The amount of personal information available online is staggering. Every aspect of our lives is stored on a server somewhere in the digital universe. Bank details, healthcare information, and even our sexual preferences if we subscribe to an illicit extra marital dating website. The fact that this information is stored online is nothing new, but what should be of concern is how easy it is for hackers to access this information. So how safe is your medical data and how worried should you be?
Medical identity theft is on the rise. Previously, when medical information was stored in paper files, it was difficult to steal large amounts of confidential information. Now, thanks to a technological revolution, skilled hackers can access anyoneâ€™s mental health EMR and use that data for their own nefarious purposes.
Online Data Breaches
Usually the goal is monetary gain, but occasionally confidential information about a patientâ€™s medical history may end up in the public domain. If you are a healthy individual, this might not be an issue, but if you have mental health issues or an embarrassing medical affliction, you probably donâ€™t want the details splashed all over the internet.
Medical Identity Theft
We are all familiar with the problem of identity theft. After all, credit cards are often cloned and the money used to fund a spending spree. This type of theft is annoying and sometimes very costly, but medical identity theft is capable of causing even more damage.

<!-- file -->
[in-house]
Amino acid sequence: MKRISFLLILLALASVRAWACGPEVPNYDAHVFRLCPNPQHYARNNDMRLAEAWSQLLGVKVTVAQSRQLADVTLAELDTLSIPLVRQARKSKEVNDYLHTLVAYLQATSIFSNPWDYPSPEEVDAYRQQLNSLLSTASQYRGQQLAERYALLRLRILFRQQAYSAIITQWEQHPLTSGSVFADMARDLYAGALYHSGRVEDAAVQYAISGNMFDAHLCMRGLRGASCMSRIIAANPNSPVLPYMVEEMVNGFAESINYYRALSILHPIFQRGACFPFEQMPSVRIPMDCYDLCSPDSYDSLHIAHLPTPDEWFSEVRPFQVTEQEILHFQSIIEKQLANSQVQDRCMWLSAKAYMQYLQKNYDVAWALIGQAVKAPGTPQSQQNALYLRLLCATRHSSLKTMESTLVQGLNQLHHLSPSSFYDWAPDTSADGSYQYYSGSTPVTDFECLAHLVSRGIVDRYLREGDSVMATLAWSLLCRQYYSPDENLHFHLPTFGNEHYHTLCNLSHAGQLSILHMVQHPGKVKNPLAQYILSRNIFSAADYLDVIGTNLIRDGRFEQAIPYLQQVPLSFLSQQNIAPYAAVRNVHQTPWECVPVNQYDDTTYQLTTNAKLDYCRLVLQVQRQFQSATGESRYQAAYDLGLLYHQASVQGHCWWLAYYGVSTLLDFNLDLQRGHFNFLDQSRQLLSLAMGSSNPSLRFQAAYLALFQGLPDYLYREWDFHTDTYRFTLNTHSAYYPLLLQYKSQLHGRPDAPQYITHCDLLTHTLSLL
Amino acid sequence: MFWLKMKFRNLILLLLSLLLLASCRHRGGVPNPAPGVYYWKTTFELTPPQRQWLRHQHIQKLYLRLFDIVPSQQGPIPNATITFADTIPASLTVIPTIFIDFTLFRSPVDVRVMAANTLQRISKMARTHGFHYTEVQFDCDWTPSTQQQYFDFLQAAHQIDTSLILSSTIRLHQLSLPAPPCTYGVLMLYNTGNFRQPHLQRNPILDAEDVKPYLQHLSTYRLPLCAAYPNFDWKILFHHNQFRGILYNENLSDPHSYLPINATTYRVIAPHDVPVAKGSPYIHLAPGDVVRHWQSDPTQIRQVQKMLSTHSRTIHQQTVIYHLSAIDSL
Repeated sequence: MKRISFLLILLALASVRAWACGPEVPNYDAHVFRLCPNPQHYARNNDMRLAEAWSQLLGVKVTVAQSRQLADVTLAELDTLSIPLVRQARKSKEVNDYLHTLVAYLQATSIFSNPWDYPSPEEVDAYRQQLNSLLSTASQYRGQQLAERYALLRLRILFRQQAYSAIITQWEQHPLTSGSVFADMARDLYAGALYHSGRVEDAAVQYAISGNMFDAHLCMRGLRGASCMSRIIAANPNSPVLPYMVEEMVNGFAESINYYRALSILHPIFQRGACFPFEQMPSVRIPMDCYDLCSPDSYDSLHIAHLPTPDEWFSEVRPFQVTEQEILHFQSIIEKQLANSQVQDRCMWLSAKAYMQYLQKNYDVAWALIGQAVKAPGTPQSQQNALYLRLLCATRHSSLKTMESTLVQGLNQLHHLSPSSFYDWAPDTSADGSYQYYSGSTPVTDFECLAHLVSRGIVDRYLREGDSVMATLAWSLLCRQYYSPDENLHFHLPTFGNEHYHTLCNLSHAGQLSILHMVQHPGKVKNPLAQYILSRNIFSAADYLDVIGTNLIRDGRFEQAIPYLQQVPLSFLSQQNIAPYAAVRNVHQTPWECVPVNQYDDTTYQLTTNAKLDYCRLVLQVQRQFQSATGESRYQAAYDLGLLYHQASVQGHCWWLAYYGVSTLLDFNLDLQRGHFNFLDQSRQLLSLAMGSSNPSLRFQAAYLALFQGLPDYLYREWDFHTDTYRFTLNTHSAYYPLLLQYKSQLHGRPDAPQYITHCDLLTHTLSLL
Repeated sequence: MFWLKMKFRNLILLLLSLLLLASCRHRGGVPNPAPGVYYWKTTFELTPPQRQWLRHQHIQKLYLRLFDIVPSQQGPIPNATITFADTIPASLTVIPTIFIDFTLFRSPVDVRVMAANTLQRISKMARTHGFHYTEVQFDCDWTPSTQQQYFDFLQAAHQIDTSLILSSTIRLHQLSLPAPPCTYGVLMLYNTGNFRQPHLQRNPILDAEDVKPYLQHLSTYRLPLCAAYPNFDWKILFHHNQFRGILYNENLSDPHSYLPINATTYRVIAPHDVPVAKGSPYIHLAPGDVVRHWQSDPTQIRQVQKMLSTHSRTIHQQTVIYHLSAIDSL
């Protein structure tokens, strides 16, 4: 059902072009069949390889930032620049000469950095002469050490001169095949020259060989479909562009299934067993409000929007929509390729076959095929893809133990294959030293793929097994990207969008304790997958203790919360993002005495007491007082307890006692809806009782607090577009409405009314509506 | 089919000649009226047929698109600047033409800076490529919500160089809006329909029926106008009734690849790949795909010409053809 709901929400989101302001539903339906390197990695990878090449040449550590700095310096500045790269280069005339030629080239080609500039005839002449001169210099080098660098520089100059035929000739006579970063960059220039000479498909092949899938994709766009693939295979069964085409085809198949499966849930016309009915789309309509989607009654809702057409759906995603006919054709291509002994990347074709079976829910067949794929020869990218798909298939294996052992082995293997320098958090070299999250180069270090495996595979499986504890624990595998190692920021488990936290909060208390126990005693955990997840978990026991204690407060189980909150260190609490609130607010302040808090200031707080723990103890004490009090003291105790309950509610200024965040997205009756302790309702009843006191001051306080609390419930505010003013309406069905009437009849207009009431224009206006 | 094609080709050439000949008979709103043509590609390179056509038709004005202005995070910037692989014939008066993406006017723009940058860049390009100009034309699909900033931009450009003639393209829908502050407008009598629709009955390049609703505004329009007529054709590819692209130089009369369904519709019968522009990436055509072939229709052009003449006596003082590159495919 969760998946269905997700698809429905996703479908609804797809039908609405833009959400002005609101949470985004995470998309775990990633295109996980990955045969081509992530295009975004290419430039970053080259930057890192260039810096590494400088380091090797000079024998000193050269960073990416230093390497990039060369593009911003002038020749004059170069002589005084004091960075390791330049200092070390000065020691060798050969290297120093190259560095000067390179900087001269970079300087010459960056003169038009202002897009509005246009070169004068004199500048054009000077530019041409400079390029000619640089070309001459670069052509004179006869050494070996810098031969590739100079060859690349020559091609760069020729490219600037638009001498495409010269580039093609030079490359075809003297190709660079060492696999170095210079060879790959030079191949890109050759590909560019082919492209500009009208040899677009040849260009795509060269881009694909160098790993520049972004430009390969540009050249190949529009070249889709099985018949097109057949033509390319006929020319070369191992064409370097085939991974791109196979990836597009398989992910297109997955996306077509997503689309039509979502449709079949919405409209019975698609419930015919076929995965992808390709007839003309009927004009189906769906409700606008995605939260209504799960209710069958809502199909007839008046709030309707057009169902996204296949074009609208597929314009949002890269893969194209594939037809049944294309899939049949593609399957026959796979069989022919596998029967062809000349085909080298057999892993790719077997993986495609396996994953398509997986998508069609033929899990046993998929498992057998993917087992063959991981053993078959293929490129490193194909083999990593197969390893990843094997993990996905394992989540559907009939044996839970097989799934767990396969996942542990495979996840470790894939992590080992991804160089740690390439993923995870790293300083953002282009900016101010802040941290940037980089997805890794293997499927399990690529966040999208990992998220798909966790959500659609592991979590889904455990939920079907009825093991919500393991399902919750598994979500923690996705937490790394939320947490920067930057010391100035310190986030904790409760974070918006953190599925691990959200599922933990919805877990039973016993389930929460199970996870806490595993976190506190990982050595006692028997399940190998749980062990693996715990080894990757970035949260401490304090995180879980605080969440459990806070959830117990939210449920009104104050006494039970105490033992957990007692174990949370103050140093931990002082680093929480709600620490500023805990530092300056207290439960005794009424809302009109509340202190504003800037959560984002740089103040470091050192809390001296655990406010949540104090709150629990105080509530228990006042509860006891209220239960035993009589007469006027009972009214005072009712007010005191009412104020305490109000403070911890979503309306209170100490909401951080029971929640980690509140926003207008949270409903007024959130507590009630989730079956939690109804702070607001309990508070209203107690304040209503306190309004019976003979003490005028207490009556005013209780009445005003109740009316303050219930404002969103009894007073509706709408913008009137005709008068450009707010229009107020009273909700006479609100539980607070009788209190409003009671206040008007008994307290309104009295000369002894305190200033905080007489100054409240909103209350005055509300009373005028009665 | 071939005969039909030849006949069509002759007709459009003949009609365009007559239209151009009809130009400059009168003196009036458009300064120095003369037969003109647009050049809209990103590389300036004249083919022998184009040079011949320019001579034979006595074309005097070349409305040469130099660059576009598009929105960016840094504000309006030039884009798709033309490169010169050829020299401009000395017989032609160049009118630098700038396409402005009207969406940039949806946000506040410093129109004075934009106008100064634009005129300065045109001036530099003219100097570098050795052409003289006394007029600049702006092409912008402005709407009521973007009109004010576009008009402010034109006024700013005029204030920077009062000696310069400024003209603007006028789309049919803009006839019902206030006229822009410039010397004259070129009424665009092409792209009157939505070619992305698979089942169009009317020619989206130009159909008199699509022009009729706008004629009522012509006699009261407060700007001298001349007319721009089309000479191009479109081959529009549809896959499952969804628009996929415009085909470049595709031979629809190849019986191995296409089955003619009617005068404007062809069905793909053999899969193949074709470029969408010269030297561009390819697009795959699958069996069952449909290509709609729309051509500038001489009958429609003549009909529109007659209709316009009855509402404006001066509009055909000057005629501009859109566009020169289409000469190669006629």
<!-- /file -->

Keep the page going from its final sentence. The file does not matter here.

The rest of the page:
If your medical identity is stolen, criminals can use it to obtain medical care in your name. All they have to do is check into a hospital using your personal details and you will be left paying the bill. The damage is not always just financial â€“ if a criminal has had medical treatment in your name, your medical records will be incorrect, which could affect you when you need medical care in the future. Imagine how difficult it would be to persuade a doctor to remove your rumbling appendix if your medical records say the procedure has already been carried out.
Protect Your Data
There are several ways patients can protect themselves from the pain of medical data theft.
It is sensible to avoid sharing too much personal information with doctors and insurers. The more information stored in your medical records, the easier it is for criminals to use it against you.
Check your credit records regularly. That way you will be able to spot any anomalies such as unusual medical bills.
Do not fall victim to phishing emails. Millions of these emails are sent out every day. Most are deleted, but there will always be a few naÃ¯ve souls who fall victim to an email offering medical services at a â€˜bargainâ€™ price.
Organized criminal gangs are often one step ahead of medical institutions, which makes data loss a huge problem. Preventing data hacks and medical fraud requires a multi-faceted approach from patients, hospitals, insurers and government agencies. To prevent it from happening to you, be very careful about what you share, and if you do spot a problem, contact the appropriate agency immediately.
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